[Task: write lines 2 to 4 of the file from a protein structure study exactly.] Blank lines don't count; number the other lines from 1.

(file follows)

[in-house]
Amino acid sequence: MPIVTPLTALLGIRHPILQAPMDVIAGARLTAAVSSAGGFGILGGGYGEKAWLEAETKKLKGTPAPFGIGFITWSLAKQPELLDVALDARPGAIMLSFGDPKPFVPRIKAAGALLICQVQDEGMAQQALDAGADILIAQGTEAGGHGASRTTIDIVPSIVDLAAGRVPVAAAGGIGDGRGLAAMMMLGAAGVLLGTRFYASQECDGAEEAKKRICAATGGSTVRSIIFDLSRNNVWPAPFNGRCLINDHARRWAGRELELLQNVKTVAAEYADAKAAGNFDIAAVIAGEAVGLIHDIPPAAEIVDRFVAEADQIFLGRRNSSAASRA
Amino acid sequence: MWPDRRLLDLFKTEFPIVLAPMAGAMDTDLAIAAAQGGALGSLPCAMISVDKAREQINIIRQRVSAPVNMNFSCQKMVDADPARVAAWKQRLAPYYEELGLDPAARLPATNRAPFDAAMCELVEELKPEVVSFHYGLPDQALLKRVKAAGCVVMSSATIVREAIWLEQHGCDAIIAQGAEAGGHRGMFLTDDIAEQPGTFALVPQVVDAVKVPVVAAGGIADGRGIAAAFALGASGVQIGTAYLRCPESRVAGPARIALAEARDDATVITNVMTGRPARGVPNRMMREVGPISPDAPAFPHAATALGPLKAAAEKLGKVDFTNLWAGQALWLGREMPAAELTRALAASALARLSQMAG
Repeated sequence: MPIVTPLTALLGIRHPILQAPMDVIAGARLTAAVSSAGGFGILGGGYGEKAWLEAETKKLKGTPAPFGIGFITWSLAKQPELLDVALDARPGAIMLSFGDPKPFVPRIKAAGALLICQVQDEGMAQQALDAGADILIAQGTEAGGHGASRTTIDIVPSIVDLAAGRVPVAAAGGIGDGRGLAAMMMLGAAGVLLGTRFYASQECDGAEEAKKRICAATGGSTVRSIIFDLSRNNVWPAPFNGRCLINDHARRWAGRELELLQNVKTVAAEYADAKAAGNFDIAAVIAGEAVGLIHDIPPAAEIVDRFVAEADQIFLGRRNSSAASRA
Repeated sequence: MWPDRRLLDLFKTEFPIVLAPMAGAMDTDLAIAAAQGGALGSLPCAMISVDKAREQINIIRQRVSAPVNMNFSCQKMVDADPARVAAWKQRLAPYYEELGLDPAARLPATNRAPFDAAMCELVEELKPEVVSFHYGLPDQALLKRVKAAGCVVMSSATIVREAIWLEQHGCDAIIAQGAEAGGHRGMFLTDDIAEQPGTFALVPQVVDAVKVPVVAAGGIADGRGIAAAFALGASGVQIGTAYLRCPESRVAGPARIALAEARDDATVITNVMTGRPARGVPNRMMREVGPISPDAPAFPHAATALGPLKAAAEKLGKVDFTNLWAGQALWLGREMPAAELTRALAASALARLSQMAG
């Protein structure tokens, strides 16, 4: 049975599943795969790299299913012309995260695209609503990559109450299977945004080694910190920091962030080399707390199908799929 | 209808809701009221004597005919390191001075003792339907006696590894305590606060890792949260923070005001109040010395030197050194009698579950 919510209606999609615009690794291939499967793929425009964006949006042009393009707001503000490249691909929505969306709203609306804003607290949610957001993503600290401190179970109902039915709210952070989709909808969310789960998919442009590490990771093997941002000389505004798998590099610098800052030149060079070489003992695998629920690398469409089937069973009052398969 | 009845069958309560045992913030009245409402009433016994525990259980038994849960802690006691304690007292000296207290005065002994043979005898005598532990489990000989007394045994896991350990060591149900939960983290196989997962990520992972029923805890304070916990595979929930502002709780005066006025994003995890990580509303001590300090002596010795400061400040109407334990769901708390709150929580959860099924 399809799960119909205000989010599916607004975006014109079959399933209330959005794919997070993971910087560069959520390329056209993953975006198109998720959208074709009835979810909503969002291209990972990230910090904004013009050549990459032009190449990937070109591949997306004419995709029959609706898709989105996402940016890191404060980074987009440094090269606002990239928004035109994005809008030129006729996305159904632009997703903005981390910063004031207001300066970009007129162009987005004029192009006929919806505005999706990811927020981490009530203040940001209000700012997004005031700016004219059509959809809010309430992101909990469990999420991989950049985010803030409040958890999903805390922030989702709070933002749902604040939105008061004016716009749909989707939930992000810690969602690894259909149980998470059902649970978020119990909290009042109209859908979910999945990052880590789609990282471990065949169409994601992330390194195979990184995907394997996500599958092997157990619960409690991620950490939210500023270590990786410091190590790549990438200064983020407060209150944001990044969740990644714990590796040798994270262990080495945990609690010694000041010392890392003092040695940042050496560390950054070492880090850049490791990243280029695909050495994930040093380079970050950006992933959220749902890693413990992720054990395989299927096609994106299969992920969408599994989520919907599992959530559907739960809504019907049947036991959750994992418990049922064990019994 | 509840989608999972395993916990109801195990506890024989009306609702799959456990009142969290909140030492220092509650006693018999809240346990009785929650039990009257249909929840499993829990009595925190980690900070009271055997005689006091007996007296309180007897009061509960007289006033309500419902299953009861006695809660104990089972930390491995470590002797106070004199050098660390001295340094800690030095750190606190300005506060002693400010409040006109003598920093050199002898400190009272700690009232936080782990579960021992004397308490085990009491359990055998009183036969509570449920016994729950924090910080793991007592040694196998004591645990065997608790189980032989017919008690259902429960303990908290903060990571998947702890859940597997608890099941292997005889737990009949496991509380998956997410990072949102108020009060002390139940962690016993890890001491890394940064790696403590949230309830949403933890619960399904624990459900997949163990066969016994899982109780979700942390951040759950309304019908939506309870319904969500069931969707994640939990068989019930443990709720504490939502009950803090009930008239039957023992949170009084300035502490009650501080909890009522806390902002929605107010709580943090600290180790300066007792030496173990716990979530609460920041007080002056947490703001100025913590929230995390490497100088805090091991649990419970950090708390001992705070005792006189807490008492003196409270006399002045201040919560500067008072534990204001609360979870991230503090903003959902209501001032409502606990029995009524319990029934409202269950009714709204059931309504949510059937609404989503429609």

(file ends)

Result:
Amino acid sequence: MPIVTPLTALLGIRHPILQAPMDVIAGARLTAAVSSAGGFGILGGGYGEKAWLEAETKKLKGTPAPFGIGFITWSLAKQPELLDVALDARPGAIMLSFGDPKPFVPRIKAAGALLICQVQDEGMAQQALDAGADILIAQGTEAGGHGASRTTIDIVPSIVDLAAGRVPVAAAGGIGDGRGLAAMMMLGAAGVLLGTRFYASQECDGAEEAKKRICAATGGSTVRSIIFDLSRNNVWPAPFNGRCLINDHARRWAGRELELLQNVKTVAAEYADAKAAGNFDIAAVIAGEAVGLIHDIPPAAEIVDRFVAEADQIFLGRRNSSAASRA
Amino acid sequence: MWPDRRLLDLFKTEFPIVLAPMAGAMDTDLAIAAAQGGALGSLPCAMISVDKAREQINIIRQRVSAPVNMNFSCQKMVDADPARVAAWKQRLAPYYEELGLDPAARLPATNRAPFDAAMCELVEELKPEVVSFHYGLPDQALLKRVKAAGCVVMSSATIVREAIWLEQHGCDAIIAQGAEAGGHRGMFLTDDIAEQPGTFALVPQVVDAVKVPVVAAGGIADGRGIAAAFALGASGVQIGTAYLRCPESRVAGPARIALAEARDDATVITNVMTGRPARGVPNRMMREVGPISPDAPAFPHAATALGPLKAAAEKLGKVDFTNLWAGQALWLGREMPAAELTRALAASALARLSQMAG
Repeated sequence: MPIVTPLTALLGIRHPILQAPMDVIAGARLTAAVSSAGGFGILGGGYGEKAWLEAETKKLKGTPAPFGIGFITWSLAKQPELLDVALDARPGAIMLSFGDPKPFVPRIKAAGALLICQVQDEGMAQQALDAGADILIAQGTEAGGHGASRTTIDIVPSIVDLAAGRVPVAAAGGIGDGRGLAAMMMLGAAGVLLGTRFYASQECDGAEEAKKRICAATGGSTVRSIIFDLSRNNVWPAPFNGRCLINDHARRWAGRELELLQNVKTVAAEYADAKAAGNFDIAAVIAGEAVGLIHDIPPAAEIVDRFVAEADQIFLGRRNSSAASRA